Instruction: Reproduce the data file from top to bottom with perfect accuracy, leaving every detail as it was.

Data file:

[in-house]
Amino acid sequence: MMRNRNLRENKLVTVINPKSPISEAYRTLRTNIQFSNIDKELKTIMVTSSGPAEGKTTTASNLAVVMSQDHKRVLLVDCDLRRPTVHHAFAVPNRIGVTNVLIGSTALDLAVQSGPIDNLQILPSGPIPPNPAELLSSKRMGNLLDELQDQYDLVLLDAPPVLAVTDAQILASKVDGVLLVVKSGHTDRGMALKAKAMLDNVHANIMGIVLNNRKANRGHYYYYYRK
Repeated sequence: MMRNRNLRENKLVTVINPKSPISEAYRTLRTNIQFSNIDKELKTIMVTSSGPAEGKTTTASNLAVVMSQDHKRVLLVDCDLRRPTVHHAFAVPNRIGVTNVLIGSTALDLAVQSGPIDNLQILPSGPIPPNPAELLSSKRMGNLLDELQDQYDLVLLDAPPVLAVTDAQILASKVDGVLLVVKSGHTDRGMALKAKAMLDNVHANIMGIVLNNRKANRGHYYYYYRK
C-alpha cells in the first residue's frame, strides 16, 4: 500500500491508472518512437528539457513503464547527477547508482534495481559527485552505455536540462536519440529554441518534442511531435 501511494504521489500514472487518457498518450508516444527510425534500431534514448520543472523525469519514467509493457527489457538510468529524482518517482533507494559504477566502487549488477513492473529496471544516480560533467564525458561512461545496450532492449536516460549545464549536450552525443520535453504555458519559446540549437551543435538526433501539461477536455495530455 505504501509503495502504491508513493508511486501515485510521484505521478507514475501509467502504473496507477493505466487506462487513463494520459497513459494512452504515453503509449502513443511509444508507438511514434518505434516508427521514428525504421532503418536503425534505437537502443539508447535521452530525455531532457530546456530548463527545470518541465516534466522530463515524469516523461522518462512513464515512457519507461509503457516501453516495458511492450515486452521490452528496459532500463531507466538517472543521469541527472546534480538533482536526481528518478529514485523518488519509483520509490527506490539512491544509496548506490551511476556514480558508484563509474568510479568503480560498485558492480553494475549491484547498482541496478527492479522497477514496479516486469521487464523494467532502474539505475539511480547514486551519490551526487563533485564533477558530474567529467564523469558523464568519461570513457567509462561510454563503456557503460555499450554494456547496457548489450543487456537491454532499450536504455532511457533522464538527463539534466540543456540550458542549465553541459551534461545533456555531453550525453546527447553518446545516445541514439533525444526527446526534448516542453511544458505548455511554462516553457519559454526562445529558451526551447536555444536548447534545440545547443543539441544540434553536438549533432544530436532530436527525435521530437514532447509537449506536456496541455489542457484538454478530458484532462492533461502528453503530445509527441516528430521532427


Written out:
[in-house]
Amino acid sequence: MMRNRNLRENKLVTVINPKSPISEAYRTLRTNIQFSNIDKELKTIMVTSSGPAEGKTTTASNLAVVMSQDHKRVLLVDCDLRRPTVHHAFAVPNRIGVTNVLIGSTALDLAVQSGPIDNLQILPSGPIPPNPAELLSSKRMGNLLDELQDQYDLVLLDAPPVLAVTDAQILASKVDGVLLVVKSGHTDRGMALKAKAMLDNVHANIMGIVLNNRKANRGHYYYYYRK
Repeated sequence: MMRNRNLRENKLVTVINPKSPISEAYRTLRTNIQFSNIDKELKTIMVTSSGPAEGKTTTASNLAVVMSQDHKRVLLVDCDLRRPTVHHAFAVPNRIGVTNVLIGSTALDLAVQSGPIDNLQILPSGPIPPNPAELLSSKRMGNLLDELQDQYDLVLLDAPPVLAVTDAQILASKVDGVLLVVKSGHTDRGMALKAKAMLDNVHANIMGIVLNNRKANRGHYYYYYRK
C-alpha cells in the first residue's frame, strides 16, 4: 500500500491508472518512437528539457513503464547527477547508482534495481559527485552505455536540462536519440529554441518534442511531435 501511494504521489500514472487518457498518450508516444527510425534500431534514448520543472523525469519514467509493457527489457538510468529524482518517482533507494559504477566502487549488477513492473529496471544516480560533467564525458561512461545496450532492449536516460549545464549536450552525443520535453504555458519559446540549437551543435538526433501539461477536455495530455 505504501509503495502504491508513493508511486501515485510521484505521478507514475501509467502504473496507477493505466487506462487513463494520459497513459494512452504515453503509449502513443511509444508507438511514434518505434516508427521514428525504421532503418536503425534505437537502443539508447535521452530525455531532457530546456530548463527545470518541465516534466522530463515524469516523461522518462512513464515512457519507461509503457516501453516495458511492450515486452521490452528496459532500463531507466538517472543521469541527472546534480538533482536526481528518478529514485523518488519509483520509490527506490539512491544509496548506490551511476556514480558508484563509474568510479568503480560498485558492480553494475549491484547498482541496478527492479522497477514496479516486469521487464523494467532502474539505475539511480547514486551519490551526487563533485564533477558530474567529467564523469558523464568519461570513457567509462561510454563503456557503460555499450554494456547496457548489450543487456537491454532499450536504455532511457533522464538527463539534466540543456540550458542549465553541459551534461545533456555531453550525453546527447553518446545516445541514439533525444526527446526534448516542453511544458505548455511554462516553457519559454526562445529558451526551447536555444536548447534545440545547443543539441544540434553536438549533432544530436532530436527525435521530437514532447509537449506536456496541455489542457484538454478530458484532462492533461502528453503530445509527441516528430521532427